As the web turns 30, is it an 'out-of-control monster'?

March 4, 2019 by Agnès Pedrero
Tim Berners-Lee invented the World Wide Web 30 years ago while working at CERN, Europe's physics lab, which is located near Geneva

Thirty years ago this month, a young British software engineer working at a lab near Geneva invented a system for scientists to share information that would ultimately change humanity.

But three decades after he invented the World Wide Web, Tim Berners-Lee has warned that his creation has been "hijacked by crooks" that may spell its destruction.

Berner-Lee's old office at Europe's physics lab CERN now looks no different than the others lining the long, nondescript corridor within the expansive compound.

The only indication that history was made here is a small commemorative plaque and a page from an old CERN directory hung on the door, with "MOMENTARILY OUT OF OFFICE!" written in jest next to Berners-Lee's name.

"Tim worked a lot," said technician Francois Fluckiger, who took charge of the web team after Berners-Lee left for the Massachusetts Institute of Technology (MIT) in 1994.

"The lights were always on in his office," Fluckiger told AFP.

History in the making

Berners-Lee was responsible for CERN's internal directory but was interested in ways to allow the thousands of scientists around the world who cooperated with the lab to more easily share their work.

His vision for "a decentralised information management system" soon gave birth to the web.

Retired computer scientist Francois Fluckiger took charge of CERN's web team in 1994

Primitive forms of the internet—a network linking computers—had previously existed, but it was the World Wide Web that allowed web pages to be collected and accessed with a browser.

"Very early on, we had the feeling that history was in the making," Fluckiger said.

In 1990, Belgian scientist Robert Cailliau came onboard to help promote the invention, which used Hypertext Markup Language, or HTML, as a standard to create webpages.

They created the Hypertext Transfer Protocol, or HTTP, which allows users to access resources by clicking on hyperlinks, and also Uniform Resource Locators, or URLs, as a website address system.

At the end of 1990, Berners-Lee set CERN's first web navigator server into action.

The browser was released outside of CERN in early 1991, first to other research institutions and later to the public.

Based near Geneva, CERN has sought to prevent the web from falling into the wrong hands

Fluckiger, now retired, hailed the web as one of three major inventions in the 20th century that enabled the digital society, alongside the Internet Protocol (IP) and Google's search algorithms.

But he lamented the "online bullying, , and mass hysteria" that flourish online as well as threats to privacy.

"One has to ask oneself if we did not, in the end, create a completely out-of-control monster."

'Crooks and trolls'

Berners-Lee has launched his own campaign to "save the web".

At the Web Summit in Lisbon last November, he called for a new "Contract for the Web", based on access for all and the fundamental right to privacy, among other things.

Tim Berners-Lee has launched his own campaign to "save the web", urging global elites to join the fight against the "polarisation" of online debate

"The web has been hijacked by crooks and trolls who have used it to manipulate people all over the world," Berners-Lee warned in a New York Times op-ed in December, citing threats ranging from the dark web, to cyber crime, fake news and personal data theft.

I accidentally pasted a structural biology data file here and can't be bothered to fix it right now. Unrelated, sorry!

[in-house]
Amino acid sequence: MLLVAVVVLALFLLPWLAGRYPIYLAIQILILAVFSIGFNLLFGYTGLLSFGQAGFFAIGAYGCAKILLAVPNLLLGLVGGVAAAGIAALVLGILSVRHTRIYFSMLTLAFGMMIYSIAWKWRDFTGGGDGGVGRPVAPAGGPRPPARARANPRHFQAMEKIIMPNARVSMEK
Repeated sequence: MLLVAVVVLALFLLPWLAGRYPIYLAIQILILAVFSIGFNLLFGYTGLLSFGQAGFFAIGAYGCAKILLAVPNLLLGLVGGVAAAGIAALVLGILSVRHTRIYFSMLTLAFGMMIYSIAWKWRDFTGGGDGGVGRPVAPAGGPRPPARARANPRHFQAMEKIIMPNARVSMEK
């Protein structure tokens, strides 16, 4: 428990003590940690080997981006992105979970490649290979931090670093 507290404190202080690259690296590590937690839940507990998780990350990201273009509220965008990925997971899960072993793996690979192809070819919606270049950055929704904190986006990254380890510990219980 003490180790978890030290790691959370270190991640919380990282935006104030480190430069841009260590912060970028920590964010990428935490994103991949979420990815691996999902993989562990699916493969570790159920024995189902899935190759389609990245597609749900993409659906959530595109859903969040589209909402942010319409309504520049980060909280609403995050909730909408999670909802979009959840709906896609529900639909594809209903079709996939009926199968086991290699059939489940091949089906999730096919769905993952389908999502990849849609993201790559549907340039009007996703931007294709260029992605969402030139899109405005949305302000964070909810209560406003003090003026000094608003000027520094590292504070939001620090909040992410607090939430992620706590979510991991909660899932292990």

In January, the man dubbed the "father of the web" urged the global elites at the World Economic Forum in Davos to join the fight against the "polarisation" of online debates.

He called for discussion platforms that connect people with different opinions and backgrounds, contrary to today's common practice of creating online ghettos, filter bubbles and feedback loops where people rarely encounter opinions different from their own.

United Nations chief Antonio Guterres also voiced concerns at Davos over the direction the web was taking.

He warned of the impact "of the dark web and the deep web and all the problems of cyber security", and called for the creation of "soft mechanisms" to help rein in countries using this technology to violate human rights.

CERN has held onto only a few souvenirs from the early days: the first memo that Tim Berners-Lee drafted about his invention, his black NeXT computer station and his keyboard

Open source

Back in 1989, no one could have foreseen the importance of the emerging web.

CERN has held onto only a few souvenirs from the early days: the first memo that Berners-Lee drafted about his invention, his black NeXT computer station and his keyboard.

But while CERN may not have preserved many keepsakes to memorialise the historic invention, it has strived to prevent the web from falling into the wrong hands.

In 1993, the organisation announced it was putting the web software into the public domain, which could have allowed any individual or business to claim it as their own and control its development.

But destiny, with a little help from Fluckiger, helped avert potential disaster.

Outside the former office of Tim Berners-Lee at CERN, Europe's physics lab near Geneva, is a simple plaque marking his invention of the web exactly 30 years ago

After discussions with CERN's legal service, Fluckiger decided in 1994 to launch a new version of the web.

That proved a crucial move that allowed CERN to retain the intellectual property rights to the invention while giving access to anyone to use and modify the web freely and without cost.

In 1995, the were transferred to a consortium set up by Berners-Lee based out of MIT, called W3C.

"We were lucky that during those 18 months, no one seized the web," Fluckiger said.

"Otherwise, there might not have been a web today."

© 2019 AFP